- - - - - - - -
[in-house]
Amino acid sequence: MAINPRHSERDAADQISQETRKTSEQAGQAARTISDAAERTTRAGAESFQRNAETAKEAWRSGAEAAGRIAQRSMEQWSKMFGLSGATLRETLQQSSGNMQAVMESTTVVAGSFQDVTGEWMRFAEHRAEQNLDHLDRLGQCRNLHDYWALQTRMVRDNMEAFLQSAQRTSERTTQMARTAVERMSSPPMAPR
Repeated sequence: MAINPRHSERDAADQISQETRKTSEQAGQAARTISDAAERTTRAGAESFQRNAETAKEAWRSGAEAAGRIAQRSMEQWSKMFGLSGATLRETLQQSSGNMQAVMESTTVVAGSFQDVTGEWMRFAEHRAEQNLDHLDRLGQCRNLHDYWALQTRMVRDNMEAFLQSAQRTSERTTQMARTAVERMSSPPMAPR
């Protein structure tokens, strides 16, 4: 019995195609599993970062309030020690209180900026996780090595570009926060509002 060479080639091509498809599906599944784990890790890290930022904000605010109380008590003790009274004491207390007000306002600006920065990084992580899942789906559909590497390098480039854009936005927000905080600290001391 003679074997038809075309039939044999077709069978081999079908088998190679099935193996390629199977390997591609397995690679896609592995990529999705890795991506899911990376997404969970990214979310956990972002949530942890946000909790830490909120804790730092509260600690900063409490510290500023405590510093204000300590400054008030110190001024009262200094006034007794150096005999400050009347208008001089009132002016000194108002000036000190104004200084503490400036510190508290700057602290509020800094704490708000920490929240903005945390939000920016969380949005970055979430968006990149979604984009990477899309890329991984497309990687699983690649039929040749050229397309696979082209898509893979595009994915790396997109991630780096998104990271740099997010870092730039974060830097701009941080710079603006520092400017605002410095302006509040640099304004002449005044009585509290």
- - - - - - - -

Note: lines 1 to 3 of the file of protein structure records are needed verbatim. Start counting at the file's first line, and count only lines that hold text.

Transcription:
[in-house]
Amino acid sequence: MAINPRHSERDAADQISQETRKTSEQAGQAARTISDAAERTTRAGAESFQRNAETAKEAWRSGAEAAGRIAQRSMEQWSKMFGLSGATLRETLQQSSGNMQAVMESTTVVAGSFQDVTGEWMRFAEHRAEQNLDHLDRLGQCRNLHDYWALQTRMVRDNMEAFLQSAQRTSERTTQMARTAVERMSSPPMAPR
Repeated sequence: MAINPRHSERDAADQISQETRKTSEQAGQAARTISDAAERTTRAGAESFQRNAETAKEAWRSGAEAAGRIAQRSMEQWSKMFGLSGATLRETLQQSSGNMQAVMESTTVVAGSFQDVTGEWMRFAEHRAEQNLDHLDRLGQCRNLHDYWALQTRMVRDNMEAFLQSAQRTSERTTQMARTAVERMSSPPMAPR